Mike Broderick , a one- time archaeologist, is a Vocational Rehabilitation Counsellor with the Fraser Health Authority in Port Coquitlam where he helps people with mental health disabilities find and keep full or part time employment .

 He WAS the Employment Specialist for the Neil Squire Society in Burnaby where he found employment for people with physical disabilities, A Supported Employment Coordinator at THEO BC (now the Open Door Group), and a case manager at Community Fisheries Development Centre where he helped people move from the fishing industry to something else because there, “Aint no fish.” This means he is VERY familiar with how a modern day resume should look.

 He is a newly retired ambassador with the Vancouver Board of Trade and a former member of the Labour Task Force of the Burnaby Board of Trade He does some work as a field Archaeologist, is a fitness instructor and frequent contributor of fitness humour articles to Alive Magazine. He is always saying, “If you can’t be fit, you can at least be funny.”

 He lives in Port Coquitlam with his spouse Cecelia. You can reach him at home at michael_broderick@telus.net  or at 604-464-4105. If you’re looking for a career change, he is the Spin Doctor and can give you a resume makeover at competitive rates.






3 Responses to “WHY WORK IN 2017”

  1. energywriter Says:

    Interesting. You bring up some points I had not considered, though I’ve done most of them. I avoid supervising at all costs. sd

    • mikebroderick Says:

      Thanks for your comments David and Sharon. I have been quite passive about the digital revolution, and, for the most part, view it as something to cope with. This gives some of the younger members of my team something to mentor me on. This provides a leadership opportunity for them. They need to make sure I get all the relevant information, though. Here.s a case in point. As a job developer, I meet a lot of business people, and as a result I collect a lot of business cards. I thought technology could help. so I bought a card scanner. Better than that. someone volunteered to scan the cards. That task took 3 months, At the end of that time, my faithful worker found another job. Now, somewhere on my mainframe is all my information, but I haven’t a clue how to get it.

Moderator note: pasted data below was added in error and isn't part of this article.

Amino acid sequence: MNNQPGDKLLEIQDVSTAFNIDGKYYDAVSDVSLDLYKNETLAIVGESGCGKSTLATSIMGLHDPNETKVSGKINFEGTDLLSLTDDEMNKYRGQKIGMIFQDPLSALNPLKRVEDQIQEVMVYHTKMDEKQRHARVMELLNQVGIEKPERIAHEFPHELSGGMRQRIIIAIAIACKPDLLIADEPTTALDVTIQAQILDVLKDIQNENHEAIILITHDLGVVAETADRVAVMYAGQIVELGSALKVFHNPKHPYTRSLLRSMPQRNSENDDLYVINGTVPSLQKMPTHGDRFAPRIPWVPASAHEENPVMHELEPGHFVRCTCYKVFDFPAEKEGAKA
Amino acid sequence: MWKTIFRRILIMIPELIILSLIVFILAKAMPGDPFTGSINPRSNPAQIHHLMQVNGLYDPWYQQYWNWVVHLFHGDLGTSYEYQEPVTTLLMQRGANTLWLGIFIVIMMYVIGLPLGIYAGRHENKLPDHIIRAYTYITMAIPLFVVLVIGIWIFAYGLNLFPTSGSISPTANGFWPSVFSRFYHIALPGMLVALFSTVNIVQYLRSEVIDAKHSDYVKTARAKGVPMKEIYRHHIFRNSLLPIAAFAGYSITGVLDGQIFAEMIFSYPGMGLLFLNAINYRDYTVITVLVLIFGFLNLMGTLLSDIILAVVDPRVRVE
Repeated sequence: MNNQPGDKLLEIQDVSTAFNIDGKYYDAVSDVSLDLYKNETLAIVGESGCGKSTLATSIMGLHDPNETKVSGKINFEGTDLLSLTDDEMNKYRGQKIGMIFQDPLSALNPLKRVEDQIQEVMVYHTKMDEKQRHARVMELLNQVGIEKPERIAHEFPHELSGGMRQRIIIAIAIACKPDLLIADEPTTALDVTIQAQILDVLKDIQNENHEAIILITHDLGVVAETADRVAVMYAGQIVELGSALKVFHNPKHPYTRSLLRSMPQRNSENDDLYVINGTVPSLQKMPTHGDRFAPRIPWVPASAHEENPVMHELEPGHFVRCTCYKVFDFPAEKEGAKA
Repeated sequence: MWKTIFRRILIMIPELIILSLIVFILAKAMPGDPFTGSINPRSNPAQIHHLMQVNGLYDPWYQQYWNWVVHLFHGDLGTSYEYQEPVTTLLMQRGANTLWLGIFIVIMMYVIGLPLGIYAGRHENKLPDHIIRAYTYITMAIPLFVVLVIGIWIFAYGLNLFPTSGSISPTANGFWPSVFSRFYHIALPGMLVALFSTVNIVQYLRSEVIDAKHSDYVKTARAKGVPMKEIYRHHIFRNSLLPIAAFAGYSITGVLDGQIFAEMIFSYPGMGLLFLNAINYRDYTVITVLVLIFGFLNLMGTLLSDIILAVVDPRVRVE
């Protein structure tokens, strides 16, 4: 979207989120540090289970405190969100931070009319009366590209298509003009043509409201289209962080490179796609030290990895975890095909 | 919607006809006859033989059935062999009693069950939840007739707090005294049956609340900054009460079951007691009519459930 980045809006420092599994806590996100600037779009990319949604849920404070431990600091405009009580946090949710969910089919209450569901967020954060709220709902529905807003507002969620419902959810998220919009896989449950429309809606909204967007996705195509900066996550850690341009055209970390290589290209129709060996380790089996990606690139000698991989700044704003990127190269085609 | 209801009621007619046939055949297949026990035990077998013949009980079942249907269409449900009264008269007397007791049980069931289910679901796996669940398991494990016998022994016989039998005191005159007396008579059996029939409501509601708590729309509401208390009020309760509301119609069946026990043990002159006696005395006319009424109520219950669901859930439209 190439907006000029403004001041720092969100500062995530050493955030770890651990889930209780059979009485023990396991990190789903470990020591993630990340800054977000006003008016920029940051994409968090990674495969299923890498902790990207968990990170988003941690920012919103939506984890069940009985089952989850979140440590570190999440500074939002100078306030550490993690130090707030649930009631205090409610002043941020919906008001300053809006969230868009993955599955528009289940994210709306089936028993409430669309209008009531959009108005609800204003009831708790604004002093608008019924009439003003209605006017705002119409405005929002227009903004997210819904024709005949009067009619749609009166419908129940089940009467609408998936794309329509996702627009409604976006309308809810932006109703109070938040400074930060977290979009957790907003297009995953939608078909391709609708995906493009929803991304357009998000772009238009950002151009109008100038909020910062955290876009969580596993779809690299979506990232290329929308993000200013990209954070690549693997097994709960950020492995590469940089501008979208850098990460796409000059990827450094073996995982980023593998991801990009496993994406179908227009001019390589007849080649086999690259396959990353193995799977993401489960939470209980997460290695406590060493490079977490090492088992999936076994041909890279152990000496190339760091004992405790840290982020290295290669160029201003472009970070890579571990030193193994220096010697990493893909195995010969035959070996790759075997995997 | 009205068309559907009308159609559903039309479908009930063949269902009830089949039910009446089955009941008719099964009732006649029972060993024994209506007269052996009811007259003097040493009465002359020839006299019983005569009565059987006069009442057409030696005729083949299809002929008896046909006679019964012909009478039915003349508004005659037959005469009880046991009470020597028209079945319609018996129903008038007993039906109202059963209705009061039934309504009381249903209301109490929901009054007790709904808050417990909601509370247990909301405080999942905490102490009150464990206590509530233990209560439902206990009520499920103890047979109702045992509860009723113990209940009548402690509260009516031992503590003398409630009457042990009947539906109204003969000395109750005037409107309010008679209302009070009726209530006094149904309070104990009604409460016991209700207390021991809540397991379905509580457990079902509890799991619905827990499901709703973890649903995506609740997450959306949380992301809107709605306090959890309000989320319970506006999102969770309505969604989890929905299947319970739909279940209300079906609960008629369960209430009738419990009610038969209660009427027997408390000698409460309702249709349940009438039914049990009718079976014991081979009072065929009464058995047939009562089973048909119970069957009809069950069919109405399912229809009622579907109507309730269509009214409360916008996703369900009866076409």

2. David E. Best Says:

    Excellent article with wise advice. The shift from the labour based economy to the digital knowledge based economy has steadily marginalized persons with disabilities, because for the most part business and government leaders have become self-absorbed with success and have allowed the gap of understanding human abilities to widen. A rapidly increasing digital economy has forced leaders to depend upon “experts” in making quick decisions, and have little time to engage those outside of the professional realm. Perception of good will and best intentions, is not necessarily a success factor in corporate culture. A good leader will recognize talent despite a disability.